Defying All Labels

Amid the usual skinfest of top female stars at the MTV Video Music Awards last week, one artist stood out. Amy Lee, lead singer for Evanescence, the year's hottest debut rock act, strolled the red carpet in a modest skirt and top, about as rare a sighting at the show as a rap star sans rap sheet. Lee is not without fashion sense, and she has griped about all the cleavage in the business. "I am sick and tired of seeing girls get up here and show their t--s," she once yelled during a concert. Evanescence was vying in two categories, and Lee presented in another. The band didn't get a statuette. But music insiders got a glimpse of something new: the first female lead singer of a hit rock band in years, and a relatively covered-up one at that.

The real breakthrough act in the business these days, however, is the group's backer, Wind-up Records. With artists like Evanescence and Creed, it's become the most buzzworthy label in music for its talent-spotting. It's proving that the path to profits may lie in turning industry custom on its ear. While most of the struggling big labels are forever at odds with artists over contracts, and drop them in a beat for not delivering hits, Wind-up is like a proud, supportive parent. The seven-year-old label, which has annual sales over $100 million, even copyrighted its motto: "Developing Career Artists."

Yeah, lots of labels say it, but Wind-up does it. It signed Evanescence in 2000, but thought the group's 18-year-old cofounders had led sheltered lives back home in Little Rock, Ark. So Wind-up packed them off to L.A. for more than a year to gain life experience, all on the label's tab. There, Evanescence wrote two hit singles, including "Bring Me to Life," for its 6 million-selling debut CD, "Fallen." The band didn't even have a manager when it signed on. "It was a miracle we signed without getting screwed," Lee says. "They were like family people, not scary corporation people."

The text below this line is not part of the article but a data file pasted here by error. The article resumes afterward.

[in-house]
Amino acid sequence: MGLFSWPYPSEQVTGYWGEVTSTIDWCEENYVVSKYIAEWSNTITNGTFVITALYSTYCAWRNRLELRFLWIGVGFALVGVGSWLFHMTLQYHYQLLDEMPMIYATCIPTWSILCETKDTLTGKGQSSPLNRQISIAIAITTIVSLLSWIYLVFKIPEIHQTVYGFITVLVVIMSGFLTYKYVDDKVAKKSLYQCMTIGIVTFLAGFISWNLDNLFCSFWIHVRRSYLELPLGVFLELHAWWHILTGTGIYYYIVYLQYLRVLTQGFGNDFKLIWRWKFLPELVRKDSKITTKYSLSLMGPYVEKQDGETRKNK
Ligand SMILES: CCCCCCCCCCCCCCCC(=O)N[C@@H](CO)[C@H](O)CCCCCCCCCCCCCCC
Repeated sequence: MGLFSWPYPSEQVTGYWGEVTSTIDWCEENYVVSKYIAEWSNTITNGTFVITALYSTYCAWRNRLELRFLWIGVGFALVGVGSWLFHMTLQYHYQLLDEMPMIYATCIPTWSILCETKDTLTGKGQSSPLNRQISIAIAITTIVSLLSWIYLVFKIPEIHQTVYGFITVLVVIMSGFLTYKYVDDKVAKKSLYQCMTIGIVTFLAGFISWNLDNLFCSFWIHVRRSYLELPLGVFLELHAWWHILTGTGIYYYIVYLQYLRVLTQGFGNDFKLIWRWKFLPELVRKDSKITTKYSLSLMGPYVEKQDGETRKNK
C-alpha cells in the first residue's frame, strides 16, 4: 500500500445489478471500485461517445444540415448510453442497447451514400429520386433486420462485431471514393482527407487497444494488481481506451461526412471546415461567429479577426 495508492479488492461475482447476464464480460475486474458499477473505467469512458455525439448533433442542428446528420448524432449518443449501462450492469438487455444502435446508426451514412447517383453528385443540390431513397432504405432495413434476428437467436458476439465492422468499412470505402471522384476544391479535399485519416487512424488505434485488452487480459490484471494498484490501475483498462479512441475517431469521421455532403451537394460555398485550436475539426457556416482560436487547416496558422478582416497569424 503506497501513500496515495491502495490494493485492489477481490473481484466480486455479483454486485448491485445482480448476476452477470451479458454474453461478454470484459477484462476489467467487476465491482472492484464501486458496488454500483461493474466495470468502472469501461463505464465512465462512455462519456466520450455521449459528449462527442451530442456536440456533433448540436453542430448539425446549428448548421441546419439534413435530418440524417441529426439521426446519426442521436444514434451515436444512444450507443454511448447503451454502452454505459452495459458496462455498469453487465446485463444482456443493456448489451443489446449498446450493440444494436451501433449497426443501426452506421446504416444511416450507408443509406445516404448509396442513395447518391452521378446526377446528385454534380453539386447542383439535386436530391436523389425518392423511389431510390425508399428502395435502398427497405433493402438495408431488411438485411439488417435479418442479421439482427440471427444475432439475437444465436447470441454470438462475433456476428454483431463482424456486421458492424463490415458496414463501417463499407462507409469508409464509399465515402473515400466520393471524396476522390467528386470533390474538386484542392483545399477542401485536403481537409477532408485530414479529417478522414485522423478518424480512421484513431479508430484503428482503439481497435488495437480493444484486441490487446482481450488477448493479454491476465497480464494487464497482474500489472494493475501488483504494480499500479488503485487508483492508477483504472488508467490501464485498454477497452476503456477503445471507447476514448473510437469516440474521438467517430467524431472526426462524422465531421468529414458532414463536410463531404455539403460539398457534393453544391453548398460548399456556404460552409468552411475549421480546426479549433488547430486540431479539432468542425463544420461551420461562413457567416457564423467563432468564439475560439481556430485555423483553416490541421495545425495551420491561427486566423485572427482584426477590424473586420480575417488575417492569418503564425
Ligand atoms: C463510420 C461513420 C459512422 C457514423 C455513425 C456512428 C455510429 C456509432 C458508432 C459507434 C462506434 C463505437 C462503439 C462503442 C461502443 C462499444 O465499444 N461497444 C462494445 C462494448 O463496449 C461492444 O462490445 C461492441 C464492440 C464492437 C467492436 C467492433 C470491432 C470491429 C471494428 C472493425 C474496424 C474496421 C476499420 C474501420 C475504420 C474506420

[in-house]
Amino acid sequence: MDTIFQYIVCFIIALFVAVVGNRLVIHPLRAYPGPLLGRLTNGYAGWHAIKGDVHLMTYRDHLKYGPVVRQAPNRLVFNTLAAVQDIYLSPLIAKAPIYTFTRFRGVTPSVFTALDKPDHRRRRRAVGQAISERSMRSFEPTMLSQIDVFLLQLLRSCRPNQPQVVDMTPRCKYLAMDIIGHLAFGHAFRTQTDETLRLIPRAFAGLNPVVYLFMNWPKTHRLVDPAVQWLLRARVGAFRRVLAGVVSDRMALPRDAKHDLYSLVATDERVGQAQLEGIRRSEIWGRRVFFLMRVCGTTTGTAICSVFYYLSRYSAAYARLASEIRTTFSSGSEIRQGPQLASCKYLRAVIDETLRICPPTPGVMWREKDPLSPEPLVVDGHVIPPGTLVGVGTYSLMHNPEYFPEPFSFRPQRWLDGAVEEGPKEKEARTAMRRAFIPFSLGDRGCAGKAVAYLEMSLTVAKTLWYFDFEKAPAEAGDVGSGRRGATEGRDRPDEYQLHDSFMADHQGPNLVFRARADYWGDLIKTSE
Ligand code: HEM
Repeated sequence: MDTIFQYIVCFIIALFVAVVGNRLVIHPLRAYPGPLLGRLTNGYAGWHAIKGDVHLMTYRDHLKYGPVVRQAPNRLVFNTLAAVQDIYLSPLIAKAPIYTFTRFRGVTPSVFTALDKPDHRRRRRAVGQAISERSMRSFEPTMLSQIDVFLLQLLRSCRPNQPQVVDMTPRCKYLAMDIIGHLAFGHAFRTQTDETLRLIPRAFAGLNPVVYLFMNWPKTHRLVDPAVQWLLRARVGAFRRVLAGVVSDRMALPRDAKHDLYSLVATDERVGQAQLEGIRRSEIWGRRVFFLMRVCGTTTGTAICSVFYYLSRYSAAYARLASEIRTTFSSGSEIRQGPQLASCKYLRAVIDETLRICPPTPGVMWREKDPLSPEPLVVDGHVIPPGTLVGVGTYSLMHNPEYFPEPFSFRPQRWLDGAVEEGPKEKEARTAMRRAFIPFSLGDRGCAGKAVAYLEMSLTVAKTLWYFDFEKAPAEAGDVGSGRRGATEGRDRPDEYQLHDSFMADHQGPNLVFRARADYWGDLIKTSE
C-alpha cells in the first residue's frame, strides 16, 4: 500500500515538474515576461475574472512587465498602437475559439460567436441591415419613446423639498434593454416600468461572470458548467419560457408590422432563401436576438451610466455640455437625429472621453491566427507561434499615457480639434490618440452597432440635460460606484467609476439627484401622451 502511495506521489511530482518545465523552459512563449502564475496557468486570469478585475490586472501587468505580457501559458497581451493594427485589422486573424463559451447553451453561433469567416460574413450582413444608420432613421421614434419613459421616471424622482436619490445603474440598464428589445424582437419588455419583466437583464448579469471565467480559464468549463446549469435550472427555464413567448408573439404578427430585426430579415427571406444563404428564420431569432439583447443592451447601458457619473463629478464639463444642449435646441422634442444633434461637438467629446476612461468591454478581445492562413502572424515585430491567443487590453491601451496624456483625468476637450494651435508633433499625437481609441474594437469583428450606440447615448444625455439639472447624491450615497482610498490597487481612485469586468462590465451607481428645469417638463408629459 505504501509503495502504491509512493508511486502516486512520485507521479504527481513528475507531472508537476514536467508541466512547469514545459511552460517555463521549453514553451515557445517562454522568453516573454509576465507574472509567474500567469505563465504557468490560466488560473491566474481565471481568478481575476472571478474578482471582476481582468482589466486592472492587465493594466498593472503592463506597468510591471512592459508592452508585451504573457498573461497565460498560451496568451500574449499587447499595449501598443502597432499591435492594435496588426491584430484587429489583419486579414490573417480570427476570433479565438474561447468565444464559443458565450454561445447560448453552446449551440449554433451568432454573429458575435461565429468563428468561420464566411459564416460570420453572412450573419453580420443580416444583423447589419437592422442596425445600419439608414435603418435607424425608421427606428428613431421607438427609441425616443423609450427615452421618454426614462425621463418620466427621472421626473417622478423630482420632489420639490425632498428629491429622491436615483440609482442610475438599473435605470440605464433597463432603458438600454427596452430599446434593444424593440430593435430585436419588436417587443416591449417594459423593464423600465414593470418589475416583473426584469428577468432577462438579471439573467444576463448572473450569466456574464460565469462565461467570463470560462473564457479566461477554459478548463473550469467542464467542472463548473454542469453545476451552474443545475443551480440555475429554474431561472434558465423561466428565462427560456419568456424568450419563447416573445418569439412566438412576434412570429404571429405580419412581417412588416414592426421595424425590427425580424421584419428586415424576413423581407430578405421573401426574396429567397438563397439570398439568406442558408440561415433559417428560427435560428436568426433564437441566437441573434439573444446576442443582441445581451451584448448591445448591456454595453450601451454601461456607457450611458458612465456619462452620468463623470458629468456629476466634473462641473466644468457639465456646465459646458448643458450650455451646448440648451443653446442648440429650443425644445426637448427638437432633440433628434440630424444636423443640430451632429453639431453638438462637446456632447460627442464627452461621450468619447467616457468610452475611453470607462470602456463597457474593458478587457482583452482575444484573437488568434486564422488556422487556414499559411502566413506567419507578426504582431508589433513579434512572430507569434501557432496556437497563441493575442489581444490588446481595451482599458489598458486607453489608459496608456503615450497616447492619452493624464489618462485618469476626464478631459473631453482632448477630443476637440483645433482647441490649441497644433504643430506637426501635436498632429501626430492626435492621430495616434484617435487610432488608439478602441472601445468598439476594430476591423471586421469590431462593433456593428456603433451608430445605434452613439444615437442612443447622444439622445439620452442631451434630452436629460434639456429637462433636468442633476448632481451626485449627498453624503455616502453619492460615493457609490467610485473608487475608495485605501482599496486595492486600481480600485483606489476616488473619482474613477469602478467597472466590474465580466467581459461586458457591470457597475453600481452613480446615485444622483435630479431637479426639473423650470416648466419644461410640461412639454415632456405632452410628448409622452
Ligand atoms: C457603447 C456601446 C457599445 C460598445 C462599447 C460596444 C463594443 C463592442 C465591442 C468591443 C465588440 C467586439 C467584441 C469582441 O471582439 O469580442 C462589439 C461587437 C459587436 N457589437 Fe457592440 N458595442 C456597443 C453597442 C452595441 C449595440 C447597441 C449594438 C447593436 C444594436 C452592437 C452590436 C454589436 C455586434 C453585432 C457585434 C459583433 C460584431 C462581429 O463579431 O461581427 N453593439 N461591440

Other examples of Wind-up's unconventional wisdom: health insurance for its artists, and more. When Dave Williams, lead singer of its breakout band Drowning Pool, died suddenly of natural causes last year, the label gave his parents $250,000 for the dream home he promised them. Wind-up lets its 16 bands mature, giving them several chances to make a hit CD, not dropping them after a cold start like big labels do. "We guarantee them a shot," says president Steve Lerner. Wind-up assumes huge financial risks by distributing tens of thousands of copies of a new artist's early releases so that fans won't have trouble finding stores that stock them. Yet it deliberately stopped promoting Creed's first album after 6 million copies sold, forgoing sales of maybe another 2 million. Why? "We didn't want to be famous," says Scott Stapp of Creed, the label's first band. Its fans thought otherwise. Creed's three CDs have sold more than 30 million copies. Wind-up acts Seether and Drowning Pool have also debuted big. Says Lyor Cohen, CEO of Island/Def Jam: "Their batting average is unreal.''